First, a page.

Federal deficit falling fast: Is that a good thing ... or a bad thing?

New estimates show the US federal budget deficit falling faster than forecast. To some, that's a sign that fiscal policy is becoming too austere, valuing quick cuts over more-needed reforms.

By , Staff writer

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    Congressional Budget Office Director Douglas Elmendorf speaks at a news conference to release the CBO's annual "Budget and Economic Outlook" report on Capitol Hill in Washington earlier this year. A Congressional Budget Office study released Tuesday offers an improved outlook.
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A smaller federal deficit is welcome news, right? Well, make that maybe.

Some economists see a risk that, with the budget deficit now declining faster than expected, the result will be to further slow down an already tepid jobs recovery.

The idea is that, when the private sector is still struggling to create a lot of job-generating demand from consumers and businesses, government shouldn’t be tightening its spigots.

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Yet fiscal policy is getting tighter: The federal government is on track to spend $82 billion less this year than last year, while pulling $363 billion more in tax revenue out of consumer wallets.

“The [deficit] is coming down too fast given the still weak economy,” says Jared Bernstein, an economist and former Obama administration adviser, in his blog. “Moreover, both deficits and debt start to grow again later [in the decade]. So the deficit is falling quickly when it shouldn’t be and rising later when it shouldn’t be.”

New figures from the Congressional Budget Office show this year’s deficit on track to total $642 billion, down from a forecast of $850 billion three months ago.

A clear positive in that news is the slower buildup of national debt, as the CBO sees deficits falling in part due to a faster-than-expected rebound in tax revenues. That shift lightens the burden of debt to be financed by future American taxpayers.

But the optimum fiscal policy right now is a matter of sharp debate.

Some economists, including Mr. Bernstein of the liberal Center for Budget and Policy Priorities, emphasize the role that government policy can play in spurring demand during tough times. And they point to Europe, with its current combination of austerity and recession in a number of nations, as an example of the danger.

Others, while they approved of such fiscal stimulus during the depths of the recession in 2009, argue that now is an appropriate time to start ratcheting down historically high deficits.

Most forecasters agree on a couple of key points.

First, at some point deficits need to come down – notably by finding sustainable balance between the growth of entitlement spending and tax revenues.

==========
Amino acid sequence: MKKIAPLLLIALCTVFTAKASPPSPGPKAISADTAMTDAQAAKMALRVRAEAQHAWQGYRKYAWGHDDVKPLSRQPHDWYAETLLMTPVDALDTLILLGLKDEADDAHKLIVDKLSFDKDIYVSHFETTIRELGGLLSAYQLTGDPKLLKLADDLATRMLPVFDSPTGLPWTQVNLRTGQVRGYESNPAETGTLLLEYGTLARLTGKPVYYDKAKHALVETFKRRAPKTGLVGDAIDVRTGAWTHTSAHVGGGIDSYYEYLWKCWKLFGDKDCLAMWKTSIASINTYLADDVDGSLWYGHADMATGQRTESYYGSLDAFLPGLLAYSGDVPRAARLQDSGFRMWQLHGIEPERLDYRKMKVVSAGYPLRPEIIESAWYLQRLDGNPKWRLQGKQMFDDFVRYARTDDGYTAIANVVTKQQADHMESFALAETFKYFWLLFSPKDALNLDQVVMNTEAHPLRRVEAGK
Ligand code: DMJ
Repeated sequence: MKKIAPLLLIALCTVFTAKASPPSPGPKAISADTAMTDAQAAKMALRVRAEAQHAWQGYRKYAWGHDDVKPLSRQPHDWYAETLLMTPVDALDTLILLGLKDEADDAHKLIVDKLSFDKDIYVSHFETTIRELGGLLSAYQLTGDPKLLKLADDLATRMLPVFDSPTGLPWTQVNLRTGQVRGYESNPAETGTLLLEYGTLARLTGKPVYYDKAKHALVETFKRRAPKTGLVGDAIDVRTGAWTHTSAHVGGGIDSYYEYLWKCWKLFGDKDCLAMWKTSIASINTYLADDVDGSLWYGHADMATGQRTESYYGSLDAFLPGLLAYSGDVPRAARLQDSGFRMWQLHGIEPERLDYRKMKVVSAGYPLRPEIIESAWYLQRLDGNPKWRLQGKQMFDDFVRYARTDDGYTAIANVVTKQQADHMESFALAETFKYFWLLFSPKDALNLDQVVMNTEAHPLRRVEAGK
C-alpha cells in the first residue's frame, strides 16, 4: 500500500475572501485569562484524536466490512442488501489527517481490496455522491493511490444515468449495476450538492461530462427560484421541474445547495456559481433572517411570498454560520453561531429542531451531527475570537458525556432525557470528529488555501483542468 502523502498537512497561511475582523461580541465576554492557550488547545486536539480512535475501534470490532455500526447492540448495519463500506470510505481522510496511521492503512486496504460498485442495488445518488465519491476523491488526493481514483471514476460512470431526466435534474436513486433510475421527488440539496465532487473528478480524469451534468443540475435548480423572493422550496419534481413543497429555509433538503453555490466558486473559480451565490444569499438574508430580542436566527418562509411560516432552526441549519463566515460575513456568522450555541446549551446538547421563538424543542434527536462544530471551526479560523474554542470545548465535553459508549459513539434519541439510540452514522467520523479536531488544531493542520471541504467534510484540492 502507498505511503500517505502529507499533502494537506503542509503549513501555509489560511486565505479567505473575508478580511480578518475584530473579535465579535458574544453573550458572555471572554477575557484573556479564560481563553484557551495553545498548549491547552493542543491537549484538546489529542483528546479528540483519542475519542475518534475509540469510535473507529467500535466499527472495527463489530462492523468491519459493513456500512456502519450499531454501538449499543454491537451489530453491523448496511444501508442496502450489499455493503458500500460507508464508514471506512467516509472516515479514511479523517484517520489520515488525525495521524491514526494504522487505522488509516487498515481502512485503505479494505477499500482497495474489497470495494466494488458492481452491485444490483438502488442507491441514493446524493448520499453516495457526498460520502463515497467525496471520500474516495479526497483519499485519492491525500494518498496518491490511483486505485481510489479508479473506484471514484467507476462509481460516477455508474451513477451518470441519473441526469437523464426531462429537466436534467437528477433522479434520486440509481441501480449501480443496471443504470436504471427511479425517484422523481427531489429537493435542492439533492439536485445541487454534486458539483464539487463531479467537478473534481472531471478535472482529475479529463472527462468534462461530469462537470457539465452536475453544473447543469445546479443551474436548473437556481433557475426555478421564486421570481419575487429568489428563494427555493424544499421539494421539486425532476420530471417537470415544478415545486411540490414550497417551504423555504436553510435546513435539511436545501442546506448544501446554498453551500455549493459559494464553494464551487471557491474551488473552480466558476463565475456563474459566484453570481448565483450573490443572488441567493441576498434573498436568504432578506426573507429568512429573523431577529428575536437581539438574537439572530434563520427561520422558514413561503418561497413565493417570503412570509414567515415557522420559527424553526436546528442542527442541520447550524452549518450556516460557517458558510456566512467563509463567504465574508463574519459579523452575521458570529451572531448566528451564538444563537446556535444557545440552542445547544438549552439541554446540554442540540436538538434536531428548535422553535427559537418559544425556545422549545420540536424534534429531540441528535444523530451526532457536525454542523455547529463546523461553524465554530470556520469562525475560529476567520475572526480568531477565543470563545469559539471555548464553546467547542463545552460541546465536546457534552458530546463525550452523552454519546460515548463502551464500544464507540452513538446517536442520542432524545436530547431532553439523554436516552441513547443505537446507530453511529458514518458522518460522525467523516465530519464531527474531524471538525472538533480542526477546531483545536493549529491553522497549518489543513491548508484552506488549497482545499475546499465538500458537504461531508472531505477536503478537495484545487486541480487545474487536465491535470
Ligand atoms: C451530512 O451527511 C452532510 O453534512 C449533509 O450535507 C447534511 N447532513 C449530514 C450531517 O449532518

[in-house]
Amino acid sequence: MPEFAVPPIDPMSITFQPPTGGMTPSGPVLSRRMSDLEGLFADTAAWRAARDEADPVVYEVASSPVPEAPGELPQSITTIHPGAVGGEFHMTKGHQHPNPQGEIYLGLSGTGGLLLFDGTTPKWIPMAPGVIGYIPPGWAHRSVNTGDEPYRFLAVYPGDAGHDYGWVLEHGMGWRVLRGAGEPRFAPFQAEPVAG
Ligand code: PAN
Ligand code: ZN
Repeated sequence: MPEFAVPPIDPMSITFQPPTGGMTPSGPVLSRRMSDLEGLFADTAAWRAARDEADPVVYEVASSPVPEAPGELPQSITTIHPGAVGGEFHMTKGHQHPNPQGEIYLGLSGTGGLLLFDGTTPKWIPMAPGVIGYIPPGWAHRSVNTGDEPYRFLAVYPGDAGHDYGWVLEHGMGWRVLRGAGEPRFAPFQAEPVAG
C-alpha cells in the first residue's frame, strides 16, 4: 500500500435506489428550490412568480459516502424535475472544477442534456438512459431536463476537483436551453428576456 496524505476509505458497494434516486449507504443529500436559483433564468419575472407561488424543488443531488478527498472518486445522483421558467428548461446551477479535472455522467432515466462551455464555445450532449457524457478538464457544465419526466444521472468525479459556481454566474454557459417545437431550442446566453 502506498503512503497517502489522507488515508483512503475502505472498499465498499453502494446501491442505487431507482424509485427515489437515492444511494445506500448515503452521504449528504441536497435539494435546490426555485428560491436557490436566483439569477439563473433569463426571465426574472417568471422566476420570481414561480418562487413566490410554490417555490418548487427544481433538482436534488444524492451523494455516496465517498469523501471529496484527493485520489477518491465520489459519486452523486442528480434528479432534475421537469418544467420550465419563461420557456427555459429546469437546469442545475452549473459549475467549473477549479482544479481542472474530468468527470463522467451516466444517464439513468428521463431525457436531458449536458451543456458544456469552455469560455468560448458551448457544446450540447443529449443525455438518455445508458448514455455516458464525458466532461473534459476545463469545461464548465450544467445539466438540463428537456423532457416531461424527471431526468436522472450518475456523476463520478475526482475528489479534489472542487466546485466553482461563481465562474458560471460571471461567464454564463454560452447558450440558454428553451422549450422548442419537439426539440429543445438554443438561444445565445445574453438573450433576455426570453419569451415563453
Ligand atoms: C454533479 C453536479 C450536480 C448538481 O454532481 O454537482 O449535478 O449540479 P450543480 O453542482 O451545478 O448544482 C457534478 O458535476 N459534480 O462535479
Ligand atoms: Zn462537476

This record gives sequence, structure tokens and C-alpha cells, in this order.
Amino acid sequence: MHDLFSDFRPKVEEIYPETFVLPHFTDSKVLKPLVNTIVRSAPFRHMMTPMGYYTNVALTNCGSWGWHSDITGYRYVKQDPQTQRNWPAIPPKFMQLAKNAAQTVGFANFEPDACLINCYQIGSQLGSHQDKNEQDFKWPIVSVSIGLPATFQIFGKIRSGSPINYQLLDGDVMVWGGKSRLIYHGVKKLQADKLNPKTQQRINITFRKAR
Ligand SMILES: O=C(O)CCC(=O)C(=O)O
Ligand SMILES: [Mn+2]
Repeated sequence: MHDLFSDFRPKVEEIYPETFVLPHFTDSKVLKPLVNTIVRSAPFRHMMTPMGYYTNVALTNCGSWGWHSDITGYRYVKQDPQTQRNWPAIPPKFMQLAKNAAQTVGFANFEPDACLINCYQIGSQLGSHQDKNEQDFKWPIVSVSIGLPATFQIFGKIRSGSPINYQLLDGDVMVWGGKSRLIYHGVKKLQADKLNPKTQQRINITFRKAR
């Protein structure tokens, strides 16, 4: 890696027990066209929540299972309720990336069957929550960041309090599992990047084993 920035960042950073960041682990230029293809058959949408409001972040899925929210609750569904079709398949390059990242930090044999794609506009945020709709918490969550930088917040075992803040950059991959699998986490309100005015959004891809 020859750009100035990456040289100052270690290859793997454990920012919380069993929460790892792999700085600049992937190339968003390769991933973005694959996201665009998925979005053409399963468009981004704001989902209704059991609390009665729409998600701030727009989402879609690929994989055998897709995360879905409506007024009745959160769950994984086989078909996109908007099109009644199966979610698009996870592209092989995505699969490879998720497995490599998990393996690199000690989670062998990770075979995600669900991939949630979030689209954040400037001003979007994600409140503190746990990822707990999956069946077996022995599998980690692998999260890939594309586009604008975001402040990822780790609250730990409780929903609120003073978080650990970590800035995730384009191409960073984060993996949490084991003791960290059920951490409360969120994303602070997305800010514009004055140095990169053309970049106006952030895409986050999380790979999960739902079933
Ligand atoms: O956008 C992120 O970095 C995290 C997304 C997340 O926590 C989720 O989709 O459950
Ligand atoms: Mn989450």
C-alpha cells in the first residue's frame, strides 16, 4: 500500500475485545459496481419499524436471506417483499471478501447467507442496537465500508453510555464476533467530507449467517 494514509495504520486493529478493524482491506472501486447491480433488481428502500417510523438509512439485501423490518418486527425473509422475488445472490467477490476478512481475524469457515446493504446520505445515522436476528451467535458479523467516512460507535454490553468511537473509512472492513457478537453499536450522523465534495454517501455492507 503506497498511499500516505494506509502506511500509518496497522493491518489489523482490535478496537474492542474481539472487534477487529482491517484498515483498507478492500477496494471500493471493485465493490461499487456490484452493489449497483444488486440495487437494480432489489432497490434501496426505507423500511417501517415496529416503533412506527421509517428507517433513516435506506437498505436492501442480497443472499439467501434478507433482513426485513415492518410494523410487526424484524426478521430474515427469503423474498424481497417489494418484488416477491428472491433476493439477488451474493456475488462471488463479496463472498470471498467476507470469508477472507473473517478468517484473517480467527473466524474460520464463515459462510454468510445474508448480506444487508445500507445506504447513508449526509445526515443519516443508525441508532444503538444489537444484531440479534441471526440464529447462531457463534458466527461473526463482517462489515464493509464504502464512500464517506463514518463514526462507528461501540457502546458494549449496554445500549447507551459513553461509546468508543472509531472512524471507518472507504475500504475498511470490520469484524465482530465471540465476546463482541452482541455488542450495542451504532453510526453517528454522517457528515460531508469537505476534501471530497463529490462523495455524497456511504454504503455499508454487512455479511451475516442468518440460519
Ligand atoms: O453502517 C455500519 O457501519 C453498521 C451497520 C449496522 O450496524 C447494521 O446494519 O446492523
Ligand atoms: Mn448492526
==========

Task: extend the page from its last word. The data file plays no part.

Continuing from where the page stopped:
Second, tighter fiscal policy this year is acting as somewhat of a drag on economic growth.

Economists at Goldman Sachs estimate that gross domestic product is growing at least 1 percentage point slower than it otherwise would this year, due to fiscal policies such as the expiration of a payroll-tax cut for workers and the enactment of a “sequester” that cuts federal spending.

This “fiscal drag” exceeds 1.5 percentage points of GDP in each of the year’s first three quarters, they estimate. Under current policies, the head wind will diminish to less than half a percentage point of GDP by the final quarter of 2014.

Despite the drag on growth, GDP expanded in this year’s first quarter at a 2.5 percent annualized rate, and many forecasters see a similar pace for the rest of the year.

But the unemployment rate remains high, at 7.5 percent, with 4.3 million Americans who have been jobless and seeking work for more than half a year.

That leaves some economists calling for a looser fiscal policy, while others argue that the current stance is about right, given the need to guard against too big a buildup of debt.

In this debate, even many “deficit hawks” argue against too sharp a tightening.

The nonpartisan Committee for a Responsible Federal Budget, for example, says that a successful plan could match long-term entitlement reforms with some easing of the sequester-related spending cuts in the near term.

That kind of balancing act appears to be preferred by many economists. In a poll of business forecasters last September, the general tilt was against tightening fiscal policy in 2013, but for tightening starting in 2014.

A USA Today poll of economists in February found that many see long-term deficit reduction as a plus for the economy in the short run. Fully 9 in 10 said that, if a “grand bargain” on deficit reduction is reached, it would make the economy at least somewhat stronger next year.

The CBO on Tuesday projected that, absent such a grand bargain, budget deficits will be greater than 3 percent of GDP in 2020 – and the national debt rising as a share of the economy.

The CBO said rising debt would mean less money is available for economy-boosting investments. That, in turn can mean slower wage growth for ordinary Americans. High debt also would heighten the risk of a fiscal crisis, like what some European nations have been experiencing.

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